Most of it too rough for most flatland hunters.  I hunted it often in my 40s and 50s.  Doubt if I'll try it again in my 70s.  As usual this forum turns a nice post into an argument.  Too bad.  
    What I bolded above is the darn truth. Whoever thinks they're going to do this hunt had better look at a topo map and see what they're in for. It's not easy walking unless you just plan on killing your birds in the road, which I'm sure is possible, but we didn't see many tracks and only a couple of birds (2 hens) actually in the roads. They stayed in the timber on the side of the mountains 99% of the time.
    Great. report, you earn those birds the hard way! My 1st yr hunting there 1980 I believe the total statewide harvest was around 300 birds! Quite the success story, & now the Elk restoration, today Turkey harvest is around 35,000. Next time try Land Between the Lakes for a "CAST & BlAST" hunt  in the mornings then Croppie fish  in the afternoons{Specks} on either KY Lake or Barkley. Much easier hunting those river bottoms. Lots of birds.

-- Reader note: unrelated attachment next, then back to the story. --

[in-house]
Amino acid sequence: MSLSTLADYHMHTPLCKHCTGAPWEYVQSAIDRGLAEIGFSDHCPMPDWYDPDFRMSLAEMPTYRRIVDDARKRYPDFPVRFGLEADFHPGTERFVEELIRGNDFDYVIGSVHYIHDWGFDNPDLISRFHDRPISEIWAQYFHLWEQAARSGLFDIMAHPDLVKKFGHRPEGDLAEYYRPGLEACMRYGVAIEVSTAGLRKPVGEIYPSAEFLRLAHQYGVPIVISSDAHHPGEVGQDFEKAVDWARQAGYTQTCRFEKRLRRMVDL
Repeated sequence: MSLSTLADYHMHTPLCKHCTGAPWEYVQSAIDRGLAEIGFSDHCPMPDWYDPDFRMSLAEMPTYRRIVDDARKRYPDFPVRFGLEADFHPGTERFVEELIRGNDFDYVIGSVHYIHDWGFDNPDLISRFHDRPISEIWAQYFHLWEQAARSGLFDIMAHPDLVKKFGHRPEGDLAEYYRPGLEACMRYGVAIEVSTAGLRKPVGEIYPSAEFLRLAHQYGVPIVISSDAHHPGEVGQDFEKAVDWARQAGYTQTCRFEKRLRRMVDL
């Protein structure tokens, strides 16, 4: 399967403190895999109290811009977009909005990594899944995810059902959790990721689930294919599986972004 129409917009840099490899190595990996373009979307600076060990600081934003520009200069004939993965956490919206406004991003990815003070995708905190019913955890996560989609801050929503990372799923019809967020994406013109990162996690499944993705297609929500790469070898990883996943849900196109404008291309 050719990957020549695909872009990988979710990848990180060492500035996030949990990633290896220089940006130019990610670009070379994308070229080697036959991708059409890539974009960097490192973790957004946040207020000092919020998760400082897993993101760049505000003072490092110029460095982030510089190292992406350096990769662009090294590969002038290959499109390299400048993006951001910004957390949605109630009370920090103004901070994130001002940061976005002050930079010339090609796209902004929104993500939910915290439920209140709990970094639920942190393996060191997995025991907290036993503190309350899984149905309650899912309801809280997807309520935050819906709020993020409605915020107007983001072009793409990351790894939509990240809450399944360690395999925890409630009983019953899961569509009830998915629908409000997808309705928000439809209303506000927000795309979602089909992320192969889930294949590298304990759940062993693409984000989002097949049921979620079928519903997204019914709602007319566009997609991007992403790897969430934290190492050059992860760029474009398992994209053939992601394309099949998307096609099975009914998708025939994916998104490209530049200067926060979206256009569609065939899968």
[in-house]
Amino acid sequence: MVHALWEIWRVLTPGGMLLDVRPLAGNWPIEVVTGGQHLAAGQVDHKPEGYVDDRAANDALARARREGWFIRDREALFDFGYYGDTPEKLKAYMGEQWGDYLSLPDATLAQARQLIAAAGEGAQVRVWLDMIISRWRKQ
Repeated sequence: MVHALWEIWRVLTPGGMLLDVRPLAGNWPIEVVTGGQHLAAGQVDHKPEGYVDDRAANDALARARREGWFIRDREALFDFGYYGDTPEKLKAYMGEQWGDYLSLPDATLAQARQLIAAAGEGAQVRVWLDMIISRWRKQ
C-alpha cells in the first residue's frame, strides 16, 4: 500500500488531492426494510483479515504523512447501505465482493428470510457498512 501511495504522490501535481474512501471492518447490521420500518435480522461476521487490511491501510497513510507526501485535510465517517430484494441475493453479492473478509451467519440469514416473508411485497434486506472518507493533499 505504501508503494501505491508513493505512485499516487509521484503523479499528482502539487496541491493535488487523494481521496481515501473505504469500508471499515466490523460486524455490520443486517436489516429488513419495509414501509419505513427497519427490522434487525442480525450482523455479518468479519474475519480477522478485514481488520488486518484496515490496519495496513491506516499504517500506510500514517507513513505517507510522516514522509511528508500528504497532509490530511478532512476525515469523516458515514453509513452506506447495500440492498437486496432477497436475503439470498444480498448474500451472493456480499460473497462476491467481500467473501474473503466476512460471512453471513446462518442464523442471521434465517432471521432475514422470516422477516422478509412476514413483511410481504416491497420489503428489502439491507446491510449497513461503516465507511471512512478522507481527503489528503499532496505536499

You're right, Western Kentucky would be MUCH easier than what we endured. Funny thing is my buddy hit me up today about what else was still open that's close to home and relatively cheap. I think we might be leaning towards North Carolina but doing it the hard way again. My wife's Grandmother has a house near the Nantahala National Forest. We might be asking for the same trouble (some of those peaks are around 3k feet), but when it comes to turkeys we're just gluttons for punishment.
  • joekat46joekat46 North PortPosts: 2,651 Captain
    Good luck if you do NC.  We'll be living vicariously through your post and pics.  If anyone does want to do a Land Between the Lakes hunt in the KY portion (60,000 ac of LBL is in TN) PM me.  I lived within sight of LBL from late 1995 through 2003 and hunted it often.  LBL has separate rules and seasons and some "dreaded quota hunts" but is pretty country and much easier terrain than eastern KY.  Much easier.  Murray KY even has a Huddle House >:)